As to whether independent social care providers are profiteering from the system I am not too sure for to have quality care does cost.

If Andy Burnham is stating that these social care providers should be run by either social services or health rather than independently, this I would seriously contest. The reason being than generally the most expensive providers are run by these authorities as the lowest paid would generally be paid no less than the Living Wage as opposed to the National Living Wage, their pensions would generally be better as these may still be based on final salaries as to contribution as is the newly created work portable pensions which are being rolled out to all employees who are currently not in a pensionable employment.

The management structures will generally be more expensive to run than in a private provider, but this would depend on the extent of the profit being extracted by the owners from their care company. But with the current state of social services and health finances due to Government austerity cuts the scope for excessive profits are being restrictive.

With regards to zero hours contracts and I agree that they should not used in practice, Local Authorities do use these for some of their workforce, but I am not sure about health.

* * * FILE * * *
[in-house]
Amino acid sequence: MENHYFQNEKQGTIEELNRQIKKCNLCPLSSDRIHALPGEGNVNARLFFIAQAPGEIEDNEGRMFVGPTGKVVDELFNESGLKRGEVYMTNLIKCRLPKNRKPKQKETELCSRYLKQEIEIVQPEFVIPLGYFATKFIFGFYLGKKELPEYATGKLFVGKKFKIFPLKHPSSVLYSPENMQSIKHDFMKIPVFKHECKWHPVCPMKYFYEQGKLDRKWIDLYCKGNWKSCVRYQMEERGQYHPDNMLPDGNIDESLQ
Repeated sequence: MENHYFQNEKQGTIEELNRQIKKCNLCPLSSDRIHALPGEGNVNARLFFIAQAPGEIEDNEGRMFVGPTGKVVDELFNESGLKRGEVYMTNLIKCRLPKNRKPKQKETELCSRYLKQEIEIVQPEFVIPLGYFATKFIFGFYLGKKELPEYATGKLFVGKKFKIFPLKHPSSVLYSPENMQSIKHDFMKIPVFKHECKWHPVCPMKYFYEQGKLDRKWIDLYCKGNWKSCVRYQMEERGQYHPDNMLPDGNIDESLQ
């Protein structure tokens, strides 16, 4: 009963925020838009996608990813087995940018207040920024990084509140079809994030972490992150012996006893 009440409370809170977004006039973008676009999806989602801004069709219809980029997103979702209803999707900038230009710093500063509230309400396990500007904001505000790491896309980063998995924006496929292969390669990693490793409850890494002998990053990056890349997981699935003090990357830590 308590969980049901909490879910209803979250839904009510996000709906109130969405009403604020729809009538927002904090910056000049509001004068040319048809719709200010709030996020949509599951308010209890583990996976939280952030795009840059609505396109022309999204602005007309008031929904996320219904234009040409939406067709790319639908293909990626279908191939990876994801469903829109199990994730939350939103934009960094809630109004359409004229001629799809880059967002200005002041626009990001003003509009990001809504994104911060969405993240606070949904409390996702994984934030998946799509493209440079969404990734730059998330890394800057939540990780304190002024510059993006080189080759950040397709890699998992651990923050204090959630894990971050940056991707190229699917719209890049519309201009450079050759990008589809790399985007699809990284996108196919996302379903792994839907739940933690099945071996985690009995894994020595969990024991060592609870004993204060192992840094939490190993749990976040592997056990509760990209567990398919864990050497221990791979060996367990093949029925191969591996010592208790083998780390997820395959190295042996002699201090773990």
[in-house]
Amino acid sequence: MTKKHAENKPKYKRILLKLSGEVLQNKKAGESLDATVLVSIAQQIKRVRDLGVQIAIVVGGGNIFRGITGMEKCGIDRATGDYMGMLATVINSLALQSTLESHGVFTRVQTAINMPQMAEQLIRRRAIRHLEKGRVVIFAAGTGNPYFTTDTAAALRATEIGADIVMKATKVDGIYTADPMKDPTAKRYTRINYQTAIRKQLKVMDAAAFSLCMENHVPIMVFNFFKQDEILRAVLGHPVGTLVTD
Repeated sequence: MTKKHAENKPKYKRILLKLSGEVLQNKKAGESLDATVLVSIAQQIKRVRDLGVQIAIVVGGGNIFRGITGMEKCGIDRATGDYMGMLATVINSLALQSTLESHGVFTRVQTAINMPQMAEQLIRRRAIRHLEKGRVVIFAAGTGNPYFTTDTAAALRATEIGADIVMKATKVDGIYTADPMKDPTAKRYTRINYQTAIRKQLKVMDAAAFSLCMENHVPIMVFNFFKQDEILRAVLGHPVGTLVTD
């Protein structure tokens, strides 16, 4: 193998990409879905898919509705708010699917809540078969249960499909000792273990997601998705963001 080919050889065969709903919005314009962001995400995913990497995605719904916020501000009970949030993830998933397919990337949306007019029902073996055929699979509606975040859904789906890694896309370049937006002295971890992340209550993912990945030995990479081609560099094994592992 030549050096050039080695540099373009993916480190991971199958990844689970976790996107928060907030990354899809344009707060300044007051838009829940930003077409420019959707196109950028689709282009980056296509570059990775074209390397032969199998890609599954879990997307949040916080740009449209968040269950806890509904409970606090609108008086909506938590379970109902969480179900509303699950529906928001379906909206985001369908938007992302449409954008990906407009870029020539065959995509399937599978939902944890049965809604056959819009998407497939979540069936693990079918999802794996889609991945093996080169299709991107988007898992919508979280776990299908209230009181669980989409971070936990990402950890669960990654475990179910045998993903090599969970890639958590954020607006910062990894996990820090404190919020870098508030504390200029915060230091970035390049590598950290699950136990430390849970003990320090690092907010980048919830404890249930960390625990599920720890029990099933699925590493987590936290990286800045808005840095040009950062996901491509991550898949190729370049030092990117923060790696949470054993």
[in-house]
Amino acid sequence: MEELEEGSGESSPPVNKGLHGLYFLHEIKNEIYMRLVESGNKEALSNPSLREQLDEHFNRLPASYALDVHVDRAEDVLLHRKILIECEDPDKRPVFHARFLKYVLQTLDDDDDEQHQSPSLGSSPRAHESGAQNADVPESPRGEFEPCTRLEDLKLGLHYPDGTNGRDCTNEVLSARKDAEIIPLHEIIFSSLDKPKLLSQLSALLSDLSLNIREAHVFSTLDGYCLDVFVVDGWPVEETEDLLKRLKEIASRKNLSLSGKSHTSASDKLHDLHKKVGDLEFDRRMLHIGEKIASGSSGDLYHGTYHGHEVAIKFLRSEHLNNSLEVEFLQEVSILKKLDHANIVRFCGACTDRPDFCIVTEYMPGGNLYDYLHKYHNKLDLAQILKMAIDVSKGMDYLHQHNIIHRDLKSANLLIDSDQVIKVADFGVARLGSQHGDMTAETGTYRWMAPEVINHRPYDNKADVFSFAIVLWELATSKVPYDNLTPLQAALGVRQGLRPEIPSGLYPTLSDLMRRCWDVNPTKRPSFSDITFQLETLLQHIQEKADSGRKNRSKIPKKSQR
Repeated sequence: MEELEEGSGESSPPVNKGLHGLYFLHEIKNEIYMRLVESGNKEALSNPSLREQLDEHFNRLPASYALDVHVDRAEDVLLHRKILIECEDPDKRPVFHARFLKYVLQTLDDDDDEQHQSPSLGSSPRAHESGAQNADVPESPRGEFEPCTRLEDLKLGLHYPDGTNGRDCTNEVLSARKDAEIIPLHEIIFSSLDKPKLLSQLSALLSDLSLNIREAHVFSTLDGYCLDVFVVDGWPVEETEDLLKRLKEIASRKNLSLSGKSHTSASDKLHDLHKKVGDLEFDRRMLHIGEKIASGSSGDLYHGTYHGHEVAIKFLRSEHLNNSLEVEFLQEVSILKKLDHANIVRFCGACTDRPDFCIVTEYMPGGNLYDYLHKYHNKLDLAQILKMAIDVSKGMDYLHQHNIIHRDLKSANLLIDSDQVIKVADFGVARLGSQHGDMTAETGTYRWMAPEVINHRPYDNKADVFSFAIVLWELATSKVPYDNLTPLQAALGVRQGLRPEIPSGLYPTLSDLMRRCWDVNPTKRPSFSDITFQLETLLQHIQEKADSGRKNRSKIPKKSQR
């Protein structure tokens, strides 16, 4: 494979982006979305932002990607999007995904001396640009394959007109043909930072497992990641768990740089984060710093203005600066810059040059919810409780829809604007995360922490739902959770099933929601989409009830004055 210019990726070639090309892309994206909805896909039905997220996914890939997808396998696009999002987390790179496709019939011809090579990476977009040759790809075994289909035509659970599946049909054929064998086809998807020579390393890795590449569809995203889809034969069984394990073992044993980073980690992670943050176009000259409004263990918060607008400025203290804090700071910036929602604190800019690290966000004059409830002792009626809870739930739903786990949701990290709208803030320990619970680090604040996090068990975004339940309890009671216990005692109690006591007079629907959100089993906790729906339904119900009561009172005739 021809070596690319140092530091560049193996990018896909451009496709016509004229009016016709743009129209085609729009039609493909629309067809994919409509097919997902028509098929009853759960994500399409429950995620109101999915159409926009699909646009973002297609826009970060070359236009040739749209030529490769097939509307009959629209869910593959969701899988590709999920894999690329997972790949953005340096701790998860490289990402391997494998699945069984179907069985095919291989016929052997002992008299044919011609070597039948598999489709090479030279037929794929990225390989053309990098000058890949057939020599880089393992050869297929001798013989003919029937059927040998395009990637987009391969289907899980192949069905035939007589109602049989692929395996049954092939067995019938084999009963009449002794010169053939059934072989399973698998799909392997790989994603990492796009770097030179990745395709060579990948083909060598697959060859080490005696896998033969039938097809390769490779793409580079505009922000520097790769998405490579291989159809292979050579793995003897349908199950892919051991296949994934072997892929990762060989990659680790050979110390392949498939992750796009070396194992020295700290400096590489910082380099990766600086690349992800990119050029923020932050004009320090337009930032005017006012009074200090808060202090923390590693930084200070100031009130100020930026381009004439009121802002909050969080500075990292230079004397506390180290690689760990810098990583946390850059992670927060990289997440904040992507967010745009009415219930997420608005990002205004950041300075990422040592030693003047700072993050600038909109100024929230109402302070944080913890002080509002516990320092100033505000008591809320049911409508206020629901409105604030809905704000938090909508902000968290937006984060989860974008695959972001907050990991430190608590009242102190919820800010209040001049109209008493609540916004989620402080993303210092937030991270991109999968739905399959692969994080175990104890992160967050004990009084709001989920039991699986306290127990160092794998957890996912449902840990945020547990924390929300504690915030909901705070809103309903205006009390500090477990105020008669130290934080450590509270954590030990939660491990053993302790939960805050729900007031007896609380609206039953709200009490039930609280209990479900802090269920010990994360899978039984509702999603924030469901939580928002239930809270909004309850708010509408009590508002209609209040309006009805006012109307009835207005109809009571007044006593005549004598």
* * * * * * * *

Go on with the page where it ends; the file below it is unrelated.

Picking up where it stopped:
What should be occurring is zero contracts should be outlawed, everyone should be paid at least the Living wage, which would make the National Living wage redundant. In addition retain the independent providers, but insist on a effective quality control system, which should be independently monitored outwith the care provider, be they independent, Local Authority or health.

There are currently local independent HealthWatch organisation in all localities who do, at present, monitor Care home, GP surgeries, Pharmacies, Dentists and Opticians. Their remit should be extended to day services and all other care providers and their powers should be strengthened, for at present they can not insist to look at records kept by the respective organisations, unless the organisations offer them to the Enter and View representatives. Also they can only state recommendations, but these should be extended to be more than voluntary for the care providers to follow them.

Then the HealthWatch visits would be more on a par to the CQC (Care Quality Commission) inspections.


While at first glance this appears to be another hare-brained idea and certainly would be if Government (taxpayers) money was to be used both for its initial purchase and then for its sustainability (running costs).

However, if money was forthcoming from the businesses that would benefit from an increase in trade, then that could be a different matter.

However, as that would be extremely unlikely to occur I therefore concur with the previous comments that it will be a waste of money and another foolish and expensive idea from the Boris, as it would be dead in the water, like a lead balloon. However, it could be crewed by the Cabinet and they could go down with the Yacht, although there are less expensive ways to be Cabinet rid.


The unpredictable novice in the White House is making emerging markets seem less dangerous by comparison, say strategists like Goldman Sachs Group Inc.’s Kamakshya Trivedi.

Source: Investors Are Betting Against Trump’s Trade War – Bloomberg